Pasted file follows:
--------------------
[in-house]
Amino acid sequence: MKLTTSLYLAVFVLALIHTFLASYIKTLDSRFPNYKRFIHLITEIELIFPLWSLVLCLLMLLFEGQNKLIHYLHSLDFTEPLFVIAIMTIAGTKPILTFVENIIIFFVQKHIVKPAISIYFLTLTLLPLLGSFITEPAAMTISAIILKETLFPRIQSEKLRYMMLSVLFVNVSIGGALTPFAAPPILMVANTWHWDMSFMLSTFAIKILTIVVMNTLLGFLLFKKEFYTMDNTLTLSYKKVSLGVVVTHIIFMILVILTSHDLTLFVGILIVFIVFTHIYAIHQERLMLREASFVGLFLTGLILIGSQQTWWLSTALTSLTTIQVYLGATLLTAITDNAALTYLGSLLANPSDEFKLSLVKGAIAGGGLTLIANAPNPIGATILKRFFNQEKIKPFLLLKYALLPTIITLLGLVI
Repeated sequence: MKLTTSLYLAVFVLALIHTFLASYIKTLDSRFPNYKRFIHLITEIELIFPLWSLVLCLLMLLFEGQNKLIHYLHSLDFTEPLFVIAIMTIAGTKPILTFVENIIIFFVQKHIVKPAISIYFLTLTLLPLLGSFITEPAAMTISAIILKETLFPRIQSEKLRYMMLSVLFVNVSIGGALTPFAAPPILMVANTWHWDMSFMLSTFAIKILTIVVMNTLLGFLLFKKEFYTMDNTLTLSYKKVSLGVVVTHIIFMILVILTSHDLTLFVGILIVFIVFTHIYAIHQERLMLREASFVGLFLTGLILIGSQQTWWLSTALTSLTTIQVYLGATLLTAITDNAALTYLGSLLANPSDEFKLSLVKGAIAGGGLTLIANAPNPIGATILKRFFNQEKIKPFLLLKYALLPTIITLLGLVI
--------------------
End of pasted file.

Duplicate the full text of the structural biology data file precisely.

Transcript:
[in-house]
Amino acid sequence: MKLTTSLYLAVFVLALIHTFLASYIKTLDSRFPNYKRFIHLITEIELIFPLWSLVLCLLMLLFEGQNKLIHYLHSLDFTEPLFVIAIMTIAGTKPILTFVENIIIFFVQKHIVKPAISIYFLTLTLLPLLGSFITEPAAMTISAIILKETLFPRIQSEKLRYMMLSVLFVNVSIGGALTPFAAPPILMVANTWHWDMSFMLSTFAIKILTIVVMNTLLGFLLFKKEFYTMDNTLTLSYKKVSLGVVVTHIIFMILVILTSHDLTLFVGILIVFIVFTHIYAIHQERLMLREASFVGLFLTGLILIGSQQTWWLSTALTSLTTIQVYLGATLLTAITDNAALTYLGSLLANPSDEFKLSLVKGAIAGGGLTLIANAPNPIGATILKRFFNQEKIKPFLLLKYALLPTIITLLGLVI
Repeated sequence: MKLTTSLYLAVFVLALIHTFLASYIKTLDSRFPNYKRFIHLITEIELIFPLWSLVLCLLMLLFEGQNKLIHYLHSLDFTEPLFVIAIMTIAGTKPILTFVENIIIFFVQKHIVKPAISIYFLTLTLLPLLGSFITEPAAMTISAIILKETLFPRIQSEKLRYMMLSVLFVNVSIGGALTPFAAPPILMVANTWHWDMSFMLSTFAIKILTIVVMNTLLGFLLFKKEFYTMDNTLTLSYKKVSLGVVVTHIIFMILVILTSHDLTLFVGILIVFIVFTHIYAIHQERLMLREASFVGLFLTGLILIGSQQTWWLSTALTSLTTIQVYLGATLLTAITDNAALTYLGSLLANPSDEFKLSLVKGAIAGGGLTLIANAPNPIGATILKRFFNQEKIKPFLLLKYALLPTIITLLGLVI